From: Andrew Robinson <A.Robinson_at_ms.unimelb.edu.au>

Date: Tue, 03 May 2011 11:27:38 +1000

Date: Tue, 03 May 2011 11:27:38 +1000

On Mon, May 02, 2011 at 05:22:57PM -0400, Clemontina Alexander wrote:

> Thanks for your response, but I guess I didn't make my question clear.

*> I am already familiar with the concept of dummy variables and
**> regression in R. My question is, can the "lars" package (or some other
**> lasso algorithm) handle factors? I did use dummy variables in my
**> original data, but lars (lasso) only shrank the coefficients of some
**> of the levels of one factor to 0. Is this the correct thing to do?
*

It's because, so far as the linear model is concerned, factors are a convenience to help us handle the dummy variables. So, yes, it's the correct thing to do. It sounds to me as though you are after a shrinkage device that will treat the factor as a whole.

> Because intuitively it seems like I would want to shrink the whole

*> factor coefficient to 0. If this is correct, what is the
**> interpretation? For example, for X1, if lasso drops the coefficient
**> for levels A and B, but not C and D, does this mean that X1 should be
**> included in the model?
*

It means that X1 should be recoded to be C, D, and the rest.

Cheers

Andrew

> Thanks.

*>
**>
**>
**> On Mon, May 2, 2011 at 2:47 PM, David Winsemius <dwinsemius_at_comcast.net> wrote:
**> >
**> > On May 2, 2011, at 10:51 AM, Steve Lianoglou wrote:
**> >
**> >> Hi,
**> >>
**> >> On Mon, May 2, 2011 at 12:45 PM, Clemontina Alexander <ckalexa2_at_ncsu.edu>
**> >> wrote:
**> >>>
**> >>> Hi! This is my first time posting. I've read the general rules and
**> >>> guidelines, but please bear with me if I make some fatal error in
**> >>> posting. Anyway, I have a continuous response and 29 predictors made
**> >>> up of continuous variables and nominal and ordinal categorical
**> >>> variables. I'd like to do lasso on these, but I get an error. The way
**> >>> I am using "lars" doesn't allow for the factors. Is there a special
**> >>> option or some other method in order to do lasso with cat. variables?
**> >>>
**> >>> Here is and example (considering ordinal variables as just nominal):
**> >>>
**> >>> set.seed(1)
**> >>> Y <- rnorm(10,0,1)
**> >>> X1 <- factor(sample(x=LETTERS[1:4], size=10, replace = TRUE))
**> >>> X2 <- factor(sample(x=LETTERS[5:10], size=10, replace = TRUE))
**> >>> X3 <- sample(x=30:55, size=10, replace=TRUE) # think age
**> >>> X4 <- rchisq(10, df=4, ncp=0)
**> >>> X <- data.frame(X1,X2,X3,X4)
**> >>>
**> >>>> str(X)
**> >>>
**> >>> 'data.frame': 10 obs. of 4 variables:
**> >>> $ X1: Factor w/ 4 levels "A","B","C","D": 4 1 3 1 2 2 1 2 4 2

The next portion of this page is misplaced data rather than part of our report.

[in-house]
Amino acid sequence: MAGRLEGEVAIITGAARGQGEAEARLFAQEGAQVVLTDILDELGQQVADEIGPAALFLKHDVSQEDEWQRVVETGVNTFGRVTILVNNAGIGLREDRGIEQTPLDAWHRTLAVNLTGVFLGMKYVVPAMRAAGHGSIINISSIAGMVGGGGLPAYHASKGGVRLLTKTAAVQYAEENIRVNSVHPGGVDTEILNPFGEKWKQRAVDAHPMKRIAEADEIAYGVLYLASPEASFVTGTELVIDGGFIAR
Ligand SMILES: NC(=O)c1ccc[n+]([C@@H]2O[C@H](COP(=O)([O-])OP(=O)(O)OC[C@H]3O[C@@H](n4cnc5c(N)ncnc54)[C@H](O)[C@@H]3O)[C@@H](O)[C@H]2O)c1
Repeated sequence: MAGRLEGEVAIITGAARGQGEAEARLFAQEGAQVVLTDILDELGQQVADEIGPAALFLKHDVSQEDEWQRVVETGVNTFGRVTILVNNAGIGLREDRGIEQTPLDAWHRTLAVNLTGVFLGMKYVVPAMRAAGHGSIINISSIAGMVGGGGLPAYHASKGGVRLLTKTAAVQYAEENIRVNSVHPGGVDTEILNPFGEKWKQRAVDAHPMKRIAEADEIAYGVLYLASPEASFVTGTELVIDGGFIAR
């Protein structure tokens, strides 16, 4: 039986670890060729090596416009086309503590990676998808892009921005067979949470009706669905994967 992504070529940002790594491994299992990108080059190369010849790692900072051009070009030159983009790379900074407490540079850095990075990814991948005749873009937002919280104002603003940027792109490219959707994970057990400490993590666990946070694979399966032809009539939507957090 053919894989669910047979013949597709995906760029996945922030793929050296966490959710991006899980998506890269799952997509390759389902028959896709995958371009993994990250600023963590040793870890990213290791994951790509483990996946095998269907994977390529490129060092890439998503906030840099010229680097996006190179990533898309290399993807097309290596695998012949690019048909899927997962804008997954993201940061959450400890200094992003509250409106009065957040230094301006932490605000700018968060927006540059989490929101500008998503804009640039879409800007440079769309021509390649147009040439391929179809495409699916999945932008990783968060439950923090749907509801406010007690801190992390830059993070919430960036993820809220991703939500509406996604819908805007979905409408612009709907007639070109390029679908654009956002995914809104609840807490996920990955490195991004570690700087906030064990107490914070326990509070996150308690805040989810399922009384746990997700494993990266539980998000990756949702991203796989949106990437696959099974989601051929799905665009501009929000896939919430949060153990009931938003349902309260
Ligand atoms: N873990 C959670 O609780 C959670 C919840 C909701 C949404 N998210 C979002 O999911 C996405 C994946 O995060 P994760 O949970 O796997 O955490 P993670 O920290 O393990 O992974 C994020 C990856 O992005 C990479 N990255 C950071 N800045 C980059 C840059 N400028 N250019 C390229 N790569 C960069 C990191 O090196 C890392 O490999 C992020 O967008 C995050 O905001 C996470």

**> >>> $ X2: Factor w/ 5 levels "E","F","G","H",..: 3 4 3 2 5 5 5 1 5 3
**> >>> $ X3: int 51 46 50 44 43 50 30 42 49 48
**> >>> $ X4: num 2.86 1.55 1.94 2.45 2.75 ...
**> >>>
**> >>>
**> >>> I'd like to do:
**> >>> obj <- lars(x=X, y=Y, type = "lasso")
**> >>>
**> >>> Instead, what I have been doing is converting all data to continuous
**> >>> but I think this is really bad!
**> >>
**> >> Yeah, it is.
**> >>
**> >> Check out the "Categorical Predictor Variables" section here for a way
**> >> to handle such predictor vars:
**> >> http://www.psychstat.missouristate.edu/multibook/mlt08m.html
**> >
**> > Steve's citation is somewhat helpful, but not sufficient to take the next
**> > steps. You can find details regarding the mechanics of typical linear
**> > regression in R on the ?lm page where you find that the factor variables are
**> > typically handled by model.matrix. See below:
**> >
**> >> model.matrix(~X1 + X2 + X3 + X4, X)
**> > (Intercept) X1B X1C X1D X2F X2G X2H X2I X3 X4
**> > 1 1 0 0 1 0 1 0 0 51 2.8640884
**> > 2 1 0 0 0 0 0 1 0 46 1.5462243
**> > 3 1 0 1 0 0 1 0 0 50 1.9430901
**> > 4 1 0 0 0 1 0 0 0 44 2.4504180
**> > 5 1 1 0 0 0 0 0 1 43 2.7535052
**> > 6 1 1 0 0 0 0 0 1 50 1.6200326
**> > 7 1 0 0 0 0 0 0 1 30 0.5750533
**> > 8 1 1 0 0 0 0 0 0 42 5.9224777
**> > 9 1 0 0 1 0 0 0 1 49 2.0401528
**> > 10 1 1 0 0 0 1 0 0 48 6.2995288
**> > attr(,"assign")
**> > [1] 0 1 1 1 2 2 2 2 3 4
**> > attr(,"contrasts")
**> > attr(,"contrasts")$X1
**> > [1] "contr.treatment"
**> >
**> > attr(,"contrasts")$X2
**> > [1] "contr.treatment"
**> >
**> > The numeric variables are passed through, while the dummy variables for
**> > factor columns are constructed (as treatment contrasts) and the whole thing
**> > it returned in a neat package.
**> >
**> > --
**> > David.
**> >>
**> >> HTH,
**> >> -steve
**> >>
**> > --
**> > David Winsemius, MD
**> > Heritage Laboratories
**> > West Hartford, CT
**> >
**> >
**>
**> ______________________________________________
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**> PLEASE do read the posting guide http://www.R-project.org/posting-guide.html
**> and provide commented, minimal, self-contained, reproducible code.
*

-- Andrew Robinson Program Manager, ACERA Department of Mathematics and Statistics Tel: +61-3-8344-6410 University of Melbourne, VIC 3010 Australia (prefer email) http://www.ms.unimelb.edu.au/~andrewpr Fax: +61-3-8344-4599 http://www.acera.unimelb.edu.au/ Forest Analytics with R (Springer, 2011) http://www.ms.unimelb.edu.au/FAwR/ Introduction to Scientific Programming and Simulation using R (CRC, 2009): http://www.ms.unimelb.edu.au/spuRs/ ______________________________________________ R-help_at_r-project.org mailing list https://stat.ethz.ch/mailman/listinfo/r-help PLEASE do read the posting guide http://www.R-project.org/posting-guide.html and provide commented, minimal, self-contained, reproducible code.Received on Thu 05 May 2011 - 06:25:05 GMT

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